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False School Shooter Reports Are On The Rise — And They Traumatize Kids

Last week, there were at least 30 fake threats about a school shooting or other violence across the United States.

People participate in a Large-Scale Functional Active Shooter Drill, held by Miami-Dade Schools Poli...

School is back in full swing, and that also means the looming anxiety about students’ safety is also prominent. School shootings and other threats of violence have become so normalized that active shooter drillers, metal detectors to get into school, and bulletproof backpacks truly don’t seem that out of the box anymore. It’s just the new reality of sending kids to school.

However, it seems that there is something happening when it comes to false active shooter reports that even the FBI is wondering what is going on and if there is a connection between the hoax reports — at least 30 just last week — that have been happening all over the country.

While authorities haven’t come out and said that any of these false reports are related, according to USA Today, they do seem to have similarities.

"A red flag ... is when you start seeing a chunk of these very similar threats in multiple cities in one area or region or state, and then others in another state. It's usually a red flag for what they call swatting," said Kenneth Trump, a school safety expert.

"Swatting” is a term for when a person calls 911 to deliberately cause a large police presence or SWAT team response.

“The FBI is aware of the numerous swatting incidents wherein a report of an active shooter at a school is made,” the FBI said in a statement. “The FBI takes swatting very seriously because it puts innocent people at risk.”

Swatting is not a funny prank. In fact, its consequences can be lethal. In 2017, a 28-year-old man was accidentally killed by police in his home after a prank caller reported a hostage situation to his address.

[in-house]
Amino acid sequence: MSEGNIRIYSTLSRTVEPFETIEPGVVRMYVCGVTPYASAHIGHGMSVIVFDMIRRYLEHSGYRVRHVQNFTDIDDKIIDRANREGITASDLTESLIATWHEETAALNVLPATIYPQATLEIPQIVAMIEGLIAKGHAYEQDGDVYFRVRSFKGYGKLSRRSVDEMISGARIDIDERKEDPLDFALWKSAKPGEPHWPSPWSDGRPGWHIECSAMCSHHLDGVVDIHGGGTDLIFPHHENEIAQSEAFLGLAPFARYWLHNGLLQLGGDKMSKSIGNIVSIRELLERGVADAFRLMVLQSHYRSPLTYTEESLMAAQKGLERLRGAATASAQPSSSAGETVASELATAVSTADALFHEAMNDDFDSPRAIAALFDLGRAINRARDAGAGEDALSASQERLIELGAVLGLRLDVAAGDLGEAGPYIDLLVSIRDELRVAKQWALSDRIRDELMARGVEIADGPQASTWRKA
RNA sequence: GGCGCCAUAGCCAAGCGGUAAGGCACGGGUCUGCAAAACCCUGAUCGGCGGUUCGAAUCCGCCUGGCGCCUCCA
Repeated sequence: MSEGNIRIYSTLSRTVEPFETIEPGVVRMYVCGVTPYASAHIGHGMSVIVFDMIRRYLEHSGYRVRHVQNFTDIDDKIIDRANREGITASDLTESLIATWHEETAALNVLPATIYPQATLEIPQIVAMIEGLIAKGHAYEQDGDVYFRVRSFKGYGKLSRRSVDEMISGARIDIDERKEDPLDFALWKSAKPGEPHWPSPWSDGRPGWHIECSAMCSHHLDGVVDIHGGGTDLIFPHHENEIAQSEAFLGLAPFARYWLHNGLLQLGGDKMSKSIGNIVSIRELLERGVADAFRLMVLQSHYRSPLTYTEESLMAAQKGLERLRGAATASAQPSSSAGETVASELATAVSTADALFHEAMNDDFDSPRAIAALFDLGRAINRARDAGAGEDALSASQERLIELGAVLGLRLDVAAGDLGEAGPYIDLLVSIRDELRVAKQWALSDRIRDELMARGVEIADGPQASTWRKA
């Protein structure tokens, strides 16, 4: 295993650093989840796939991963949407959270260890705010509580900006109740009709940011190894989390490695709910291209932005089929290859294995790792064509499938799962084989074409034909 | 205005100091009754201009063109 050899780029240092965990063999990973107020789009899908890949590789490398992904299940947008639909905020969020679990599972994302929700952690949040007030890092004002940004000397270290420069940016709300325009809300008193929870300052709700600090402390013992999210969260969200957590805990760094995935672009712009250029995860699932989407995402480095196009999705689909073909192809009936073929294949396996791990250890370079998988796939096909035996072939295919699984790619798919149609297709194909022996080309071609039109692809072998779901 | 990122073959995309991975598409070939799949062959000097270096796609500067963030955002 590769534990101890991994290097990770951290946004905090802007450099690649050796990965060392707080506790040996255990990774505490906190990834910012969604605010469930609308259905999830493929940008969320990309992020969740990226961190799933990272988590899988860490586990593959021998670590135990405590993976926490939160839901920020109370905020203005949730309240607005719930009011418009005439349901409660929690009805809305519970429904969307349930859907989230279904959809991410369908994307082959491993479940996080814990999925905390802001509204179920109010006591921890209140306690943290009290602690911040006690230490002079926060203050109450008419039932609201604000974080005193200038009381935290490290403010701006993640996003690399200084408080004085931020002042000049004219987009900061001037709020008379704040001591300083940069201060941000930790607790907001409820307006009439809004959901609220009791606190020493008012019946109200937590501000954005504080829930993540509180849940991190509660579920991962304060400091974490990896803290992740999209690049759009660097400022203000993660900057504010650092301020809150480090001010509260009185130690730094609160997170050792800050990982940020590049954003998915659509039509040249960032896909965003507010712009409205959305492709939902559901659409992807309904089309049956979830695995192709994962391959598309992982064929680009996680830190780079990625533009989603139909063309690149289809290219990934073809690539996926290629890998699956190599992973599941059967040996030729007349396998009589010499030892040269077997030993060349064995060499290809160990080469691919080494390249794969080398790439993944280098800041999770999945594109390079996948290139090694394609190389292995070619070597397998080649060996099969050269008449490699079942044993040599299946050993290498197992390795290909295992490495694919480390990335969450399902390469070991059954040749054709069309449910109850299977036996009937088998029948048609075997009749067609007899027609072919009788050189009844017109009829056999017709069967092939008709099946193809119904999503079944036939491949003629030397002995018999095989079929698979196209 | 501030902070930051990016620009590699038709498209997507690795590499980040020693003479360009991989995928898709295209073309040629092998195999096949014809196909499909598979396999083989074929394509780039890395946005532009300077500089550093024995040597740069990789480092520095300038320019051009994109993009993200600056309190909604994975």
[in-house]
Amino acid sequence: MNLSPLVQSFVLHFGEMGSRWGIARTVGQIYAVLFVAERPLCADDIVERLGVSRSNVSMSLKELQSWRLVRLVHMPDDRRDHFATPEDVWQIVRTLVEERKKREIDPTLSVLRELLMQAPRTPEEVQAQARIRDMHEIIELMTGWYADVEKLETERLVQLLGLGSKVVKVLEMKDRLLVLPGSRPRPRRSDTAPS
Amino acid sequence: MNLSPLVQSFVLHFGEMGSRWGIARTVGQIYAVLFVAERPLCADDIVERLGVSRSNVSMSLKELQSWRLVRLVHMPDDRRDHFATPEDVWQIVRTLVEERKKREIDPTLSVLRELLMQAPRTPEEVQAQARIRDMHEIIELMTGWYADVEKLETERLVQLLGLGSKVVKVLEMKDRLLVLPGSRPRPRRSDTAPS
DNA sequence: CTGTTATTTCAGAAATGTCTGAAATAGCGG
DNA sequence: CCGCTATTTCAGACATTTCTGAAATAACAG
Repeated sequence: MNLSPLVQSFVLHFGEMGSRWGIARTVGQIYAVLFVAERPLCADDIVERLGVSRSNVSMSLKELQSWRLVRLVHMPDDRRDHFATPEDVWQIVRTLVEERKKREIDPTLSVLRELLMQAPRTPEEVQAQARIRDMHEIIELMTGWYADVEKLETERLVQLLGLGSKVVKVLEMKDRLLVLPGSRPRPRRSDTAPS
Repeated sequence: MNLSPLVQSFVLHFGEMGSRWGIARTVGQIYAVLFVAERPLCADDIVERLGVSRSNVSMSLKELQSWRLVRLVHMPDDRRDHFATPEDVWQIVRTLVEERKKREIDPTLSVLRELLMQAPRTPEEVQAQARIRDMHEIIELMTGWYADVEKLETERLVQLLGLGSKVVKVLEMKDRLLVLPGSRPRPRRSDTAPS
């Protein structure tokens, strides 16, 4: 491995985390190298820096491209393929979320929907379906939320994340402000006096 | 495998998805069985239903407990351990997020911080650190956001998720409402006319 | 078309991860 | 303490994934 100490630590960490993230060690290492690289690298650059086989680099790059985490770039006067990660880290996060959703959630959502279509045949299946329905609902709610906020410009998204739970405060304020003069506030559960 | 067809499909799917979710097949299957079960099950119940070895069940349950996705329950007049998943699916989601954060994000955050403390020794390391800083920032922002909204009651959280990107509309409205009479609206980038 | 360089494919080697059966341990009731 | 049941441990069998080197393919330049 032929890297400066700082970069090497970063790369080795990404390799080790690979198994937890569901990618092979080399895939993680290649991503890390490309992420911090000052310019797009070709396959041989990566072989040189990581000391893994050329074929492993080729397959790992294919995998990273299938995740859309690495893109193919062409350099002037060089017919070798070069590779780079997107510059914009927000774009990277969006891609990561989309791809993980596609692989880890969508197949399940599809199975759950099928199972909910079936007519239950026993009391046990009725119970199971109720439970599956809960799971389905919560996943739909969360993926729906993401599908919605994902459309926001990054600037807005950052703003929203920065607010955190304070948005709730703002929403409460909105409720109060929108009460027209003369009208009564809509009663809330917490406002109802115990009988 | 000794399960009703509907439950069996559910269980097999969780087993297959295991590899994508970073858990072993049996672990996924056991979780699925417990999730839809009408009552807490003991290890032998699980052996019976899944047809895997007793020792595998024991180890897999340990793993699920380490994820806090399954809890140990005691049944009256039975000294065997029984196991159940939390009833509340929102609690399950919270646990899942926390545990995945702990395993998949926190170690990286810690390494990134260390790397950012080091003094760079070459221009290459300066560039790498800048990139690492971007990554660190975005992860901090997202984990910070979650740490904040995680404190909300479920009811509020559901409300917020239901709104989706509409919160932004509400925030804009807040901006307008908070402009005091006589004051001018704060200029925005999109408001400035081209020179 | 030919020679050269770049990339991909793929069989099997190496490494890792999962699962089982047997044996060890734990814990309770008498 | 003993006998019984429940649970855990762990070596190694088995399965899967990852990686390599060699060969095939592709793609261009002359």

“It's not a joke and it's not harmless,” CNN chief law enforcement and intelligence analyst John Miller said. “Out of all the types of swatting, this creates the most danger. When police show up for what they think is an active shooter, they come in strong, heavy, armed, and fast. It raises the level of hazard for everyone involved and is putting people in danger.”

These types of pranks also compromise police forces. “It puts a lot of police resources towards an incident that's not really unfolding, because it creates this sense of severe and urgent danger that could result in many fatalities,” he said. “It also takes police resources away from incidents that really are happening. Low priority calls can be quite serious and you're delaying response times and not allowing help to get to people who really need it.”

It’s clear these false reports are not just a nuisance for the local police departments, but they can have life and death consequences as well as having lasting effects on students and parents. Watson Chapel High School in Arkansas was put on lockdown immediately after the school got word of a possible active shooter on the campus.

When Murrisha Leon, a mother of two students at Watson Chapel High School, was asleep when she received a call from a fellow parent alerting her of a report of a shooter at their kids’ school.

“I jumped up in a panic and instantly threw up,” Leon told CNN. “I believed it and feared for my children's lives. I called them, and when they didn't answer the first time, I started crying.”

Soon after, Leon received a text from her son: “Mama please come get me, they say three people got shot in the bathroom and I'm scared.”

30 minutes after her son sent that horrifying text, word got out that the report was completely false. However, the damage was already done.

In fact, many students at Watson Chapel were re-traumatized from a previous shooting that happened in 2021 at the middle school that is also on campus where some witness a student die.

“The students said they had flashbacks of the shooting that happened to them in junior high,” Jacorrian Spears, an AP US History teacher at the high school said. “Those kids are now 11th graders and they still wear RIP hoodies and shirts of their classmate. They've told me before how it still kind of haunts them and today didn't make it any better.”

The boy who died in that shooting also happened to be Leon’s daughter’s best friend. “She relives that memory everyday,” Leon said. “Today brought everything back.”

So, what do parents do now that they have to pick up the pieces after a false active shooter report? Leon just wants to be there for her kids in anyway she can and help them work through yet another traumatic event that happened while at school.

“You can't imagine the stress and hurt you put on families when you do things like this. This is something most parents worry about everyday when we send our children to school. It needs to stop,” she remarked.